Traditionally, IT managers have exhibited tight control over who — and what — is able to access an enterprise’s networks from the outside. Usually that meant mobile workers were forced to use devices provided by their employers to connect to the corporate network via a virtual private network. But that is beginning to change, as field personnel increasingly are insisting that they be allowed to use their personal devices.

There are a couple of very good reasons for that, said Steven Wastie, senior vice president of marketing and strategy for enterprise mobility services provider iPass. “Mobility has reached a tipping point, as price points have come down to the point where most people can afford a smartphone,” Wastie said.

At the same time, mobile workers have become more demanding. “They want to use the devices that will make them more productive,” Wastie said. “They might have a computer at home that’s better than the one they have in the office, so they want to use that. They also want to use the tools that they’re used to using. They don’t want to be mandated to use a particular tool they’ve never used before that might get in the way of them doing their jobs.”

But what’s good for mobile workers isn’t necessarily good for the IT managers who are tasked with keeping them happy and productive. Indeed, having to deal with a plethora of end-user devices has the potential of creating a chaotic environment for an IT manager, according to Wastie.

Consequently, Redwoods, Calif.-based iPass has developed a software suite dubbed Open Mobile Platform that is designed to eliminate the potential for chaos and to give IT managers unprecedented visibility into how mobile workers use those devices in order to create usage parameters that help them control costs.

To eliminate the chaos of dealing with multiple devices and to let devices leverage myriad applications, iPass moved authentication from the network firewall to the point of connection, Wastie said.

“There are applications and corporate resources that sit out there in the cloud, so assuming that everything of interest is within the corporate firewall is no longer reasonable,” he said.

The desire to enable mobile workers to access a wider range of applications was only one of the factors behind moving the control mechanism to the point of connection. Another was the desire to give IT managers better control over the networks that workers can access in the field. Wastie cited the example of a U.S.-based worker on temporary assignment in another part of the world.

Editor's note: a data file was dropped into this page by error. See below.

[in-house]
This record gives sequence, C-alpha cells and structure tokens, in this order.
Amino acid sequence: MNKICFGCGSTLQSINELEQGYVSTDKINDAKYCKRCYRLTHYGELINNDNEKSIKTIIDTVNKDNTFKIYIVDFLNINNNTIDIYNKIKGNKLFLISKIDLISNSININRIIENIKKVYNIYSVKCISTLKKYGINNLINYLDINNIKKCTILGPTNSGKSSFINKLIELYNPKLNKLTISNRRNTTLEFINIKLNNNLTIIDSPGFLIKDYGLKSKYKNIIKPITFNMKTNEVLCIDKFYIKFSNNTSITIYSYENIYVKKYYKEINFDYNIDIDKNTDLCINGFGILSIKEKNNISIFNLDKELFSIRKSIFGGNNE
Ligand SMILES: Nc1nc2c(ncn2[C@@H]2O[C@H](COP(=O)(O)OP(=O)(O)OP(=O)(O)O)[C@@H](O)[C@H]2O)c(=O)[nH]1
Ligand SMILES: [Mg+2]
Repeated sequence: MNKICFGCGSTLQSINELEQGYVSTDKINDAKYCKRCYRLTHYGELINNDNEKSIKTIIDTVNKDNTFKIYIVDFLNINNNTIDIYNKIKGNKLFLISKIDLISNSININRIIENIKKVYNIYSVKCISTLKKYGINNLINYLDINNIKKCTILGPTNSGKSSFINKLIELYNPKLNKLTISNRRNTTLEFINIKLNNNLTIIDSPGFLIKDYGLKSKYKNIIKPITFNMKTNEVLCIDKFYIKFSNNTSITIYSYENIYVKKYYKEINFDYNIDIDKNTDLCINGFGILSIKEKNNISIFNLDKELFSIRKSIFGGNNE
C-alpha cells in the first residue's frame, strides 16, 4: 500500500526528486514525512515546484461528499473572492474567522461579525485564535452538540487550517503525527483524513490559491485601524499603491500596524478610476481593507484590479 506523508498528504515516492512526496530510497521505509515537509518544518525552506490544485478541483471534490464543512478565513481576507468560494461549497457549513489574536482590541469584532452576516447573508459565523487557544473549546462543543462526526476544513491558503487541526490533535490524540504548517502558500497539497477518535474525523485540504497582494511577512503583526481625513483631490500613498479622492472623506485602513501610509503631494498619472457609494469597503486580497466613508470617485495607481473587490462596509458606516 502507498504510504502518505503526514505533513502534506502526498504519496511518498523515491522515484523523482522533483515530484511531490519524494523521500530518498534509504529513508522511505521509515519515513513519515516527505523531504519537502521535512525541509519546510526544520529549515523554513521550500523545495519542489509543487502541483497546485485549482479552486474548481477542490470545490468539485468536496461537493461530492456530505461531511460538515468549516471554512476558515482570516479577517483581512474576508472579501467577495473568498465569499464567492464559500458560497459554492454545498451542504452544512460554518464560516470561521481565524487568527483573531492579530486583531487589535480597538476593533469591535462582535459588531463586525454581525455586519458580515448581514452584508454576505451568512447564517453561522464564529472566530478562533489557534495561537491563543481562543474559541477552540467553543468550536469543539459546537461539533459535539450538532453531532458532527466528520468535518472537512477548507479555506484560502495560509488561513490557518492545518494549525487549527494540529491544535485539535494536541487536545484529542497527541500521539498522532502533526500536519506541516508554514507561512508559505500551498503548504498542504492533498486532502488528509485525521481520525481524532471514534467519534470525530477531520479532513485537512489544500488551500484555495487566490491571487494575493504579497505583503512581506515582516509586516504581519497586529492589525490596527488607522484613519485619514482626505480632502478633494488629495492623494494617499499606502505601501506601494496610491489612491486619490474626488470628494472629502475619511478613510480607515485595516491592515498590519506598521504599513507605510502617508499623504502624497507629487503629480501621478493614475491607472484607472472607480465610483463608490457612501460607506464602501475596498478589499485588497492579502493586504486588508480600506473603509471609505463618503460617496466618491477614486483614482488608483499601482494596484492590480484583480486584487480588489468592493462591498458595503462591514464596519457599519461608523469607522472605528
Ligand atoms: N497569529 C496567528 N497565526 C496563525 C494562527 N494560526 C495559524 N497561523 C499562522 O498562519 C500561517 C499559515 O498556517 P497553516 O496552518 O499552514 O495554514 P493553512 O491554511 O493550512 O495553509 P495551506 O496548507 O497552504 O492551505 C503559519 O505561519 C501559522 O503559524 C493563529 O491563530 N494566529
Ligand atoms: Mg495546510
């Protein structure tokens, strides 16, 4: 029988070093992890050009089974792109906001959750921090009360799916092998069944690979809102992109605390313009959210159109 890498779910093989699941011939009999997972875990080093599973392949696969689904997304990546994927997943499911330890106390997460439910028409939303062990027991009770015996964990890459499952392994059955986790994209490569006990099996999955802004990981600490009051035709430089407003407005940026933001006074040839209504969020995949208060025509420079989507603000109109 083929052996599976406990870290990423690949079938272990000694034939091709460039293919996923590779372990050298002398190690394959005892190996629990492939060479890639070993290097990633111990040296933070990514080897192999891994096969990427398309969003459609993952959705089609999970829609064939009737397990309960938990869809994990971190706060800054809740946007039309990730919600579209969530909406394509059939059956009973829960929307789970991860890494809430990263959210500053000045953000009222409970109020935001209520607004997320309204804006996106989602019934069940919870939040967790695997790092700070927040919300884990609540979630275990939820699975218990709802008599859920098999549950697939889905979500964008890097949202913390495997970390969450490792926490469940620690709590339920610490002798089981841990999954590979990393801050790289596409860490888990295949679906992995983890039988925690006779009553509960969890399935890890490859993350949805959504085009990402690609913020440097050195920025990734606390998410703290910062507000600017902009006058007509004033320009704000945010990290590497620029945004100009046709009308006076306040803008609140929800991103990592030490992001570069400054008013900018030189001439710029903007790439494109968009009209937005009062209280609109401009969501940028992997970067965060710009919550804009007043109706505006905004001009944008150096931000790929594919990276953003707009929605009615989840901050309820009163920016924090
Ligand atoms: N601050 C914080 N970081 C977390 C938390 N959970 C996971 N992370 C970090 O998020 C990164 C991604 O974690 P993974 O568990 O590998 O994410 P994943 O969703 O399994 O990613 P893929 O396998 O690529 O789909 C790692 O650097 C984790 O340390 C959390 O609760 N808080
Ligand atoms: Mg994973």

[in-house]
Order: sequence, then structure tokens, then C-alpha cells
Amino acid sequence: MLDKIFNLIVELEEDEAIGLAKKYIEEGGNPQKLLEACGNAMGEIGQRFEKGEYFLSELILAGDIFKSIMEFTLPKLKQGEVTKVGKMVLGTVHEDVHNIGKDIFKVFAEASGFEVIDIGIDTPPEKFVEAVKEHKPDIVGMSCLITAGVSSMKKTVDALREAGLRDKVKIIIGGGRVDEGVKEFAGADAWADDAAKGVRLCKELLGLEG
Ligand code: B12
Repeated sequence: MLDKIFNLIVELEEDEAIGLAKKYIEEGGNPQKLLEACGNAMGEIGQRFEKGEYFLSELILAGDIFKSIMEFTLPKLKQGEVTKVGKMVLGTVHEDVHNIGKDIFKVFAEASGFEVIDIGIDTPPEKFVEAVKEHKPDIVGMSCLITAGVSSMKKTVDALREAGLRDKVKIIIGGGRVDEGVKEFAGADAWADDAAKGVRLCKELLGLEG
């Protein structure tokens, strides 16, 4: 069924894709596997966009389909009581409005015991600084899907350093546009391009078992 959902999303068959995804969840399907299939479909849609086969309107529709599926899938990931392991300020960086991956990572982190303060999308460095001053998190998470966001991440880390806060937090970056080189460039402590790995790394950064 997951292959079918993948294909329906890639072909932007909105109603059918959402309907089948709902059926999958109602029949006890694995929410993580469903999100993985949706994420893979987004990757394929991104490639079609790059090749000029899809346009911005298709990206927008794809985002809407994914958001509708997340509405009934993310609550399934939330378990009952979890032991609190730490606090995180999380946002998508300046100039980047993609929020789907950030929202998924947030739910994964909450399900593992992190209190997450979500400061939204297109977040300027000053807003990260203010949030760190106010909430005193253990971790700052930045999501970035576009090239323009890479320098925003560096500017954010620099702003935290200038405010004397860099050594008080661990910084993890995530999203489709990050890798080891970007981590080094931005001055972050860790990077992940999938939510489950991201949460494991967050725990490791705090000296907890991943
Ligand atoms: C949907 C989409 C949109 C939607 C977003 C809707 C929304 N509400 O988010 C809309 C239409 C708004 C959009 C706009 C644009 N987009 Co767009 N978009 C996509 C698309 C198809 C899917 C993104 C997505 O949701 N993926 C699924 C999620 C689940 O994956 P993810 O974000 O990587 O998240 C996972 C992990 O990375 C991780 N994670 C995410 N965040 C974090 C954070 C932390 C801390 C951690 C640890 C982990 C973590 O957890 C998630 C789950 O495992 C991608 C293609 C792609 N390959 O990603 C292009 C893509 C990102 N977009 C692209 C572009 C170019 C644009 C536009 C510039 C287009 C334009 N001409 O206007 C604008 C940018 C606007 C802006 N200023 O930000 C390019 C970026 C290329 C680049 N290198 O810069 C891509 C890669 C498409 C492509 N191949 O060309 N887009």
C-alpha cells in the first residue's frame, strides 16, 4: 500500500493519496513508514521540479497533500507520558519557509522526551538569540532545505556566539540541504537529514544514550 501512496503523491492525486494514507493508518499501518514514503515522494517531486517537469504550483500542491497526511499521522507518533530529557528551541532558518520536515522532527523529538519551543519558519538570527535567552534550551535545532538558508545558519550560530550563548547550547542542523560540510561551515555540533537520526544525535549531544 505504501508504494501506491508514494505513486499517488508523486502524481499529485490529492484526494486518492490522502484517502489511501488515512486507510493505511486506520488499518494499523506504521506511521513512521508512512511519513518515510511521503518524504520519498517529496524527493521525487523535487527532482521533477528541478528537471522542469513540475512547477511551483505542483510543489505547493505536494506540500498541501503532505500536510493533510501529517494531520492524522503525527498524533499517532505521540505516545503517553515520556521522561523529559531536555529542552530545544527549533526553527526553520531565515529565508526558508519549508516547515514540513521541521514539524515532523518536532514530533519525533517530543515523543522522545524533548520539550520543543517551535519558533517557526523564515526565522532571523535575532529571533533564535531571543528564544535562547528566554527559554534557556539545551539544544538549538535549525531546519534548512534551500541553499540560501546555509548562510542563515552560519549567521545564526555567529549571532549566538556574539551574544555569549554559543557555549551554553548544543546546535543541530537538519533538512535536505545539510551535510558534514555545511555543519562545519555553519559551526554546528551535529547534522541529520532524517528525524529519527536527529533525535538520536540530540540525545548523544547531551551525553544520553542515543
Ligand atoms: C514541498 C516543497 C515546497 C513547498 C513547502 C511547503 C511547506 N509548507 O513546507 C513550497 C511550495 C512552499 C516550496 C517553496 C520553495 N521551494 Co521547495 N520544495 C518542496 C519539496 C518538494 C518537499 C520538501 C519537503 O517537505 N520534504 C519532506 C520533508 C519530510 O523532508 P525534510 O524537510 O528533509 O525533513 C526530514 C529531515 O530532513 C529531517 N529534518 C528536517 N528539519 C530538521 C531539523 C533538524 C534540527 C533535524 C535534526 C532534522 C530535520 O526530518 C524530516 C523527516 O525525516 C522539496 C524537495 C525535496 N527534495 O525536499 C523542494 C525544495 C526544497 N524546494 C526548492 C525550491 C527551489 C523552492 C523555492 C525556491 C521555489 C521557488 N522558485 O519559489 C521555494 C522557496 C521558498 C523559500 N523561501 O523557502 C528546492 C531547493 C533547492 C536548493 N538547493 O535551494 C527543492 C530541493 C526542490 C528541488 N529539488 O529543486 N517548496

“The point of connection no longer can be when the VPN kicks in but rather when you start the session,” he said. “Can this person get access to anything at all? Can he get access to one type of network over another? Because you don’t want exposure to an expensive 3G network when he’s traveling overseas — you want to make sure you push him to a free Wi-Fi network first.

“Users will follow the path of least-resistance. They don’t even think about it — they just decide to use their 3G device overseas and pay whatever it is per megabyte. In some cases, you see those bills aggregate to hundreds of thousands of dollars over the course of a year. It quickly can get out of control. Our platform lets IT managers create policies that prevent users from connecting to a 3G network when they’re outside of their home country.”

iPass re-engineered the platform and the always-on Open Mobile Client that resides on the mobile devices to ensure a positive user experience, largely by simplifying the experience, Wastie said. Most of what happens does so in the background, without the user realizing what is happening, he said.

“They open their laptops, and a few seconds, later they’re connected — it just works,” Wastie said. “Frankly, it’s the best possible user experience you can get.”

The end goal established for the platform can be expressed just as simply, Wastie said.

“We have to be able to provide the ability to get people connected with any device across any network, and give the IT team the ability to control all of that — not in a Big Brother manner, but to be able to take the risk out of it and provide the best possible user experience,” he said.

iPass isn’t the only company working to give better tools in this regard. As contributing writer Lynnette Luna reported last week, wireless local area network provider Aruba Networks recently announced the AirWave 7, the next release of its operations solution for the enterprise that integrates wireless networks, wired infrastructure and client devices from one interface. According to Luna, Aruba said the move comes as mobile-enterprise users connect to networks from a large number of locations via a variety of devices, such as smartphones and laptops.